MICHAEL TORKE: Miami Grands – Miami Piano Circle/ Georgi Danchev – Ecstatic

MICHAEL TORKE: Miami Grands – Miami Piano Circle/ Georgi Danchev – Ecstatic ER092252 [Distr. by Naxos] (11/14/15) 48:10 ***:

For me, and many others, Michael Torke’s music has always been cleverly constructed; not self-consciously ponderous at all, sometimes based on outrageous concepts but always pretty entertaining.

Such is the case with Miami Grands, a work for ten grand pianos – all at once. Even better than the concept is the reality that there is an existing ensemble in Miami – the present Miami Piano Circle. I have discovered that Torke was commissioned by said ivory circle and that Miami Grands does not always use all ten members and pianos at once but when they do the sounds are, as they are here, almost unbelievable in their synchronicity – almost like walking in on a music department rehearsal hall with many, many people all practicing bits of the same concerto for the big competition. Forgive the analogy but that’s what this seemed like (as I also wondered where does Miami Piano Circle get their rep anyway?)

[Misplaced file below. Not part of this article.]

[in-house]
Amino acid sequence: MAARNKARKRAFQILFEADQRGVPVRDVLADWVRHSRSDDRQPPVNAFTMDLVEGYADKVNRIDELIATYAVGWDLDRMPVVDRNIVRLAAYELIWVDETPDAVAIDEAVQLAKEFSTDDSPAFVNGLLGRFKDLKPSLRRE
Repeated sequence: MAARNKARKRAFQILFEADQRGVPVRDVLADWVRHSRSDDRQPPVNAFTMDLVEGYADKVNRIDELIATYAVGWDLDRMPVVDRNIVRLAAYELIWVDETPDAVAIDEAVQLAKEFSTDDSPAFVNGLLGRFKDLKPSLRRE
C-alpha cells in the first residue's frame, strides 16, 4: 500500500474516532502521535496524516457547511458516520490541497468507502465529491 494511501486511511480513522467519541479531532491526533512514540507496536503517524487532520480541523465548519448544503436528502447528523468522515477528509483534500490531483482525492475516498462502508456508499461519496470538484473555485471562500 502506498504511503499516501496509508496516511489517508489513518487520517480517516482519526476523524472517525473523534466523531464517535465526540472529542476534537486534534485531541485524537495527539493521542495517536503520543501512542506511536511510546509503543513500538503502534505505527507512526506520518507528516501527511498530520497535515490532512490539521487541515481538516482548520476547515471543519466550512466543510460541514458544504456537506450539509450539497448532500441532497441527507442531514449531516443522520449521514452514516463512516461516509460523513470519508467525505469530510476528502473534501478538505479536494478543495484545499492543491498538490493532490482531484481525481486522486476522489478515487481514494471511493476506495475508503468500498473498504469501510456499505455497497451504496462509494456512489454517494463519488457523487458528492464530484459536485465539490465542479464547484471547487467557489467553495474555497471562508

Torke’s piece is carefully and cleverly written to represent locales and scenes around Miami and each of the twelve appropriately titled movements (such as “Star Island” or the picturesque “Mojitos and Stilettos”) is also intended to represent the activity of Miami in one twenty-four day.

Torke’s booklet comments also elaborate that, in each movement, a main theme is played against a version of itself exactly twice as long (as in Baroque counterpoint; augmentation) He also used specific pitch correction when the resultant counterpoint strayed too far from both diatonic tonality as well as classical form.

Regardless of the theory and form used, the ‘theme’ is typical of Torke; jaunty, upbeat, just a bit ‘south Florida’ tinged with lounge sounds and the piece is quite entertaining. I enjoy most of Michaels’ music a great deal and have had the pleasure of playing some of it. He is a unique voice; with elements of ‘minimalism’ (what is left of that concept), jazz and always just a little tongue-in-cheek. That’s what I like about it and that is what he does best.

Certainly just to see that there is a piece written for ten pianos conjures up the work of Graham Fitkin or Steve Reich but Miami Grands is impossible to describe. I’m not sure if ten pianos for forty-eight minutes is in everyone’s patience rubric (I found the length to be pushing it just a bit) but it is overall pretty entertaining and certainly quite the novelty. True Torke fans will enjoy this and pianists whose initial reaction to the concept is something involving raised eyebrows should hear this just to be impressed and, hopefully, rewarded.

—Daniel Coombs

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